Choosing the right career is a monumental decision because it dictates the course of your life.
Today, the term your career describes a person’s journey through learning, work and other aspects of life. Sounds serious, doesn’t it! Don’t let that put you off. With a little hard work, a bit of planning and some self exploration, you can ensure you’re well on your way to a satisfying fulfilling career.
We have put together the top 5 questions you should ask yourself to get a better understanding of what matters most to you.
1. What are your interests?
There’s an old saying, if you love your job, you will never work a day in your life! Have a think about the activities that make you happy. What are your interests? What hobbies to you enjoy? What are you passionate about? There are ways you can transform your interests into your career path.
- A passion for playing a musical instrument might lead to a career in audio engineering
- A penchant for style and current trends could see a career in the fashion field suited to you
- An avid advocate and supporter of animals could see you excel in animal welfare
2. What subjects did you enjoy at school?
Your favourite subjects at school can potentially steer you toward your career in a field you would enjoy. Narrowing your future career into one or two separate industries gives you some boundaries when researching particular careers. Subjects easily translate into relevant industries.
- A passion for history could see a museum or gallery curator position a good fit for you
- A mind for mathematics might best lend itself to accounting
- A love of words and language could best suit a job in journalism
3. What are your skills?
Make a list of your career skills to see first-hand what you are good at, then match these up with careers or jobs that share some of those same skills.
- A good communicator could make a great counsellor or social worker
- Somebody that is talented with their hands could become a top carpenter or builder
- A person skilled in the kitchen might become a celebrated chef or dietitian
4. What about financial factors?
- Consider your future financial goals
Have a think about what you want out of life and how you will obtain the level of financial security you desire. This will stem from what you feel is most important to you. Not everyone has the same financial goals, therefore every individual needs a different dollar figure to be financially fulfilled.
If you want to fly in your private jet from one international holiday house to the next, you are going to need to realise that a position as a night-fill store person will make it very difficult to achieve the kind of salary necessary to pay for such luxuries. This means that you will be better served aiming for your career’s capacity to generate a higher salary.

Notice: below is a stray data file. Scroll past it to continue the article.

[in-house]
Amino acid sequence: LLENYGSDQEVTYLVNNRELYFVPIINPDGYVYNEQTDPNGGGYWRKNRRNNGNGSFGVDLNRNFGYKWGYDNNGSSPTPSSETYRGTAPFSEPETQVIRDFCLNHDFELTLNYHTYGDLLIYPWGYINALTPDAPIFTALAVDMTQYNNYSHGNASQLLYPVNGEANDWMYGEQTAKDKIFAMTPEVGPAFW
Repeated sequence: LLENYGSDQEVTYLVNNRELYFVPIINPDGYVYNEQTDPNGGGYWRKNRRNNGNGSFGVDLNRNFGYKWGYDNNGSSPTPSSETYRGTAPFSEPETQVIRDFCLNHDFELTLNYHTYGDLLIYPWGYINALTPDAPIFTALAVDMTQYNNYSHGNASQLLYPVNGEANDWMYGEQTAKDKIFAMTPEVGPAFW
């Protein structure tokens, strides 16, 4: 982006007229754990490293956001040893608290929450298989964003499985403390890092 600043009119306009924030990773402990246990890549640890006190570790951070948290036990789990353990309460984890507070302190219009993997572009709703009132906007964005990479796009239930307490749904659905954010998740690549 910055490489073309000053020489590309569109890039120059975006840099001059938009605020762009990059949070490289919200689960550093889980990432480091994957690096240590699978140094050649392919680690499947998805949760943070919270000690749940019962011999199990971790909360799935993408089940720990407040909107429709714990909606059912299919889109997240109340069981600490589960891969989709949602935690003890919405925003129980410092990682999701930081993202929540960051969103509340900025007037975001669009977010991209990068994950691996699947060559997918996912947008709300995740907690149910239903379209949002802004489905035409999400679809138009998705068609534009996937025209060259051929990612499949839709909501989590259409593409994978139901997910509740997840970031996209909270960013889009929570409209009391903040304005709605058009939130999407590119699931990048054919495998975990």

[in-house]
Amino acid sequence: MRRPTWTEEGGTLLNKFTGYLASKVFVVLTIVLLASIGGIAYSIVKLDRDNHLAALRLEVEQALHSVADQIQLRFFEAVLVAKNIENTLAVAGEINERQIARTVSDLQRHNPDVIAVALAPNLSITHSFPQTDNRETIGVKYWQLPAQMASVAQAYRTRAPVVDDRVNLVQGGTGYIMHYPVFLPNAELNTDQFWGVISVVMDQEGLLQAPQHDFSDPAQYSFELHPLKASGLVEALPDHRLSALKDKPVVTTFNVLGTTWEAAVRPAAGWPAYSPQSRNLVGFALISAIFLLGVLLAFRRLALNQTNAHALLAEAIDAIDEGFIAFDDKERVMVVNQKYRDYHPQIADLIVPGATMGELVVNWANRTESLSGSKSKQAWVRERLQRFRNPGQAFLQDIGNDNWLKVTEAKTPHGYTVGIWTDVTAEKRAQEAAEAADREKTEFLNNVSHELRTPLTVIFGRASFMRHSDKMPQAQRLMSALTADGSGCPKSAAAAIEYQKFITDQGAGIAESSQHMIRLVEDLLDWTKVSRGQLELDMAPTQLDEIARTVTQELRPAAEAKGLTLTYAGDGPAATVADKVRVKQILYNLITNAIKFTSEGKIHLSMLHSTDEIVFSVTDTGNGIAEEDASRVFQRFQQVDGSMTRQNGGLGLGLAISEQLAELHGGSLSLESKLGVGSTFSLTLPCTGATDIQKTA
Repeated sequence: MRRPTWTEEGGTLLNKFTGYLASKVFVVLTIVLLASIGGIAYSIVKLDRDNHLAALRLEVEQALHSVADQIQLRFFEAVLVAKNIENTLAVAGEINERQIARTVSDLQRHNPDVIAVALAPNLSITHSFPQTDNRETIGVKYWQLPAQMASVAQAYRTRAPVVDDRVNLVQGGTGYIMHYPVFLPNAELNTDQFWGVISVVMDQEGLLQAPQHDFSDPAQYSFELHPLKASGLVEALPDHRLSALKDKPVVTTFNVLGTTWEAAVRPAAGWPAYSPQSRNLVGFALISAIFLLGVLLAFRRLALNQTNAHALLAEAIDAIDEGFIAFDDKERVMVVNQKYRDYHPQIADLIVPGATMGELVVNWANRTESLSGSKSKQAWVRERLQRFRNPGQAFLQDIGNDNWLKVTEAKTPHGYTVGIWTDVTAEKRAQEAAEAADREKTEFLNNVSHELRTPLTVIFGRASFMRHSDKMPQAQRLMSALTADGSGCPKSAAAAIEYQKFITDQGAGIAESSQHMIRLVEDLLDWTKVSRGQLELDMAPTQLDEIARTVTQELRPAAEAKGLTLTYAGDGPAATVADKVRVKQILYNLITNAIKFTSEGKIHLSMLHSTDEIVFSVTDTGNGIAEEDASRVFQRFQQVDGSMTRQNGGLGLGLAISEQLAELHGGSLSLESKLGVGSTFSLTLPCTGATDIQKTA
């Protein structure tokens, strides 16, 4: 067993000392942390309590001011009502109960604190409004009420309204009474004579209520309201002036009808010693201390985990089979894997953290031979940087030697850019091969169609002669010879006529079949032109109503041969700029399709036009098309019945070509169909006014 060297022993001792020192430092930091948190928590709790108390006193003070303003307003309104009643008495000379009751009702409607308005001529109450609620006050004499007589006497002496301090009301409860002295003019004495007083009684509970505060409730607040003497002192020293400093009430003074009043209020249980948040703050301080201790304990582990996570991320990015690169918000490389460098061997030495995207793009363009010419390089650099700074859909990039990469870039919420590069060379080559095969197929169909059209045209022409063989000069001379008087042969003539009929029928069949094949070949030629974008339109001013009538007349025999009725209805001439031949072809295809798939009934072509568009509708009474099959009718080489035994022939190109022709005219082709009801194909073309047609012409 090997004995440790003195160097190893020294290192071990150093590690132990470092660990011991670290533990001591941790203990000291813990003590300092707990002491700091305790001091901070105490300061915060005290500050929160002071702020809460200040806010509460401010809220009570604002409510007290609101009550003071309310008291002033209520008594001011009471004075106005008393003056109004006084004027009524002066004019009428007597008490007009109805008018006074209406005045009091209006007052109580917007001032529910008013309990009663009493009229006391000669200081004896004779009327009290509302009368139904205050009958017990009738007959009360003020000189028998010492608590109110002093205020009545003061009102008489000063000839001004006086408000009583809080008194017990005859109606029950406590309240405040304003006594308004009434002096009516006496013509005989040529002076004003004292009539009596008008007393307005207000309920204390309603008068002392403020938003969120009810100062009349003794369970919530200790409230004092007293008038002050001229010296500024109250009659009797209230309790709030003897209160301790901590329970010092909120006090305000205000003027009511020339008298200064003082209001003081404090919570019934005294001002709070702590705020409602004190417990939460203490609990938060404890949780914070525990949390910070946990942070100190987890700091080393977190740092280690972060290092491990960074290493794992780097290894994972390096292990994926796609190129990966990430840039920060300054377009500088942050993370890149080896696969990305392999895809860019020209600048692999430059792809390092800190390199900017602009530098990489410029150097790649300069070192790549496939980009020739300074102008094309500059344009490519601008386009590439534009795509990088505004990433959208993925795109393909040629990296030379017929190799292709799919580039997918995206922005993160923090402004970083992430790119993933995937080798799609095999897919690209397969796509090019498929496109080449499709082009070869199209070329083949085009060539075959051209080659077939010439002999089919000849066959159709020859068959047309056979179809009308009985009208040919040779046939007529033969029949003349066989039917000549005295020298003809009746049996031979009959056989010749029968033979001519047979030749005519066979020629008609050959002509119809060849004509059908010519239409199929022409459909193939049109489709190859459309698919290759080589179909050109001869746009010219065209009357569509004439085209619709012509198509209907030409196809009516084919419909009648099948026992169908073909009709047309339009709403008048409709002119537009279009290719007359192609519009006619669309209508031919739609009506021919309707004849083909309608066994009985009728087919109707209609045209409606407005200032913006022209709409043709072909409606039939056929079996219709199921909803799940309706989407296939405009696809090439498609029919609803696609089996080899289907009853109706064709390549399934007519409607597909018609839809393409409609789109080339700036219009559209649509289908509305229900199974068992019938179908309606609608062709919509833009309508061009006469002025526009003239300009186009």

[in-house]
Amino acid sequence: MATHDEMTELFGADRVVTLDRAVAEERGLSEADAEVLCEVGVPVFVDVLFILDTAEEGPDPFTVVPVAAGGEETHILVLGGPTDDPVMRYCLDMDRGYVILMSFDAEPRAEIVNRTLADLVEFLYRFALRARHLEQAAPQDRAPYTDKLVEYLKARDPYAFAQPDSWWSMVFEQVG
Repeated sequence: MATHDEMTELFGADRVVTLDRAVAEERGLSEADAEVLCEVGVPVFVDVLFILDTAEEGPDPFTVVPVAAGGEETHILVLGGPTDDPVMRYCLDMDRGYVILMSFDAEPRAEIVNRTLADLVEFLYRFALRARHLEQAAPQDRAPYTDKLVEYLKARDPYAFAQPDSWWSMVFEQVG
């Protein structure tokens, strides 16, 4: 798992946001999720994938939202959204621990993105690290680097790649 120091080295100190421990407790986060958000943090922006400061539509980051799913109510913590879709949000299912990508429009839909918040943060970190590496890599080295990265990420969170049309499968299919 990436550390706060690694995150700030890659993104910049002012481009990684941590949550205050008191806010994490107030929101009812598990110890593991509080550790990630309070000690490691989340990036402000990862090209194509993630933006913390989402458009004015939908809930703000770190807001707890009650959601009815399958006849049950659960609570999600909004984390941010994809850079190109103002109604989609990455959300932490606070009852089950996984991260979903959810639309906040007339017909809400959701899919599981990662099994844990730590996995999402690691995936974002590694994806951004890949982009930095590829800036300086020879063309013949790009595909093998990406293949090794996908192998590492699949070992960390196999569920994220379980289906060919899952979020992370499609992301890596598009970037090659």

- Consider the financial costs
Some career paths require qualifications that can ultimately become very expensive. Make sure you research the appropriate certification, different course or training providers and various modes of study available as well as any employer or government funding you may be eligible for. It is very important you do this before paying (or even worse – borrowing) money for education. Make sure your prospective career is worth the expense and that you have researched any grants for financial assistance well in advance of enrolling.
5. What is your work/life style?
If you work well independently and are a motivated, self-starter then you will be more suited to a position where you can dictate your own agenda. However, people that work better as part of a team and flourish with a rigid structure will achieve better results in a workplace culture that reflects those attributes.
You will spend approximately one third of your life with the people that you work with! So choose your career with a lot of consideration. Your job should be a good match to your work and social values. This is a balance you will have to manage according to your own ethics.
A career that has the capacity to generate a salary high enough to purchase all the luxury items your mind is capable of dreaming – could also be one that is highly demanding on your time. This could mean you may have to give up precious moments with your family or leisure activities. Remember; big dreams often require big sacrifice!
After your self-examination, it’s important to remember the following:
If you are unsure of what you’re good at, what your skills are and what strengths you have, don’t be afraid to ask people. Sometimes it’s hard to see what we excel in so ask your family, friends, teachers, colleagues – anyone that you spend time with will be able to give you valuable insight.
Many people spend several years working in an industry before they realise it isn’t the right one for them. So don’t be too hard on yourself about making the perfect decision when choosing your career, the first time around. Taking the time to arm yourself with knowledge about what matters most to you, will put you in the best-informed position. So do not apologise for taking time out to really reflect on yourself before making such a significant decision.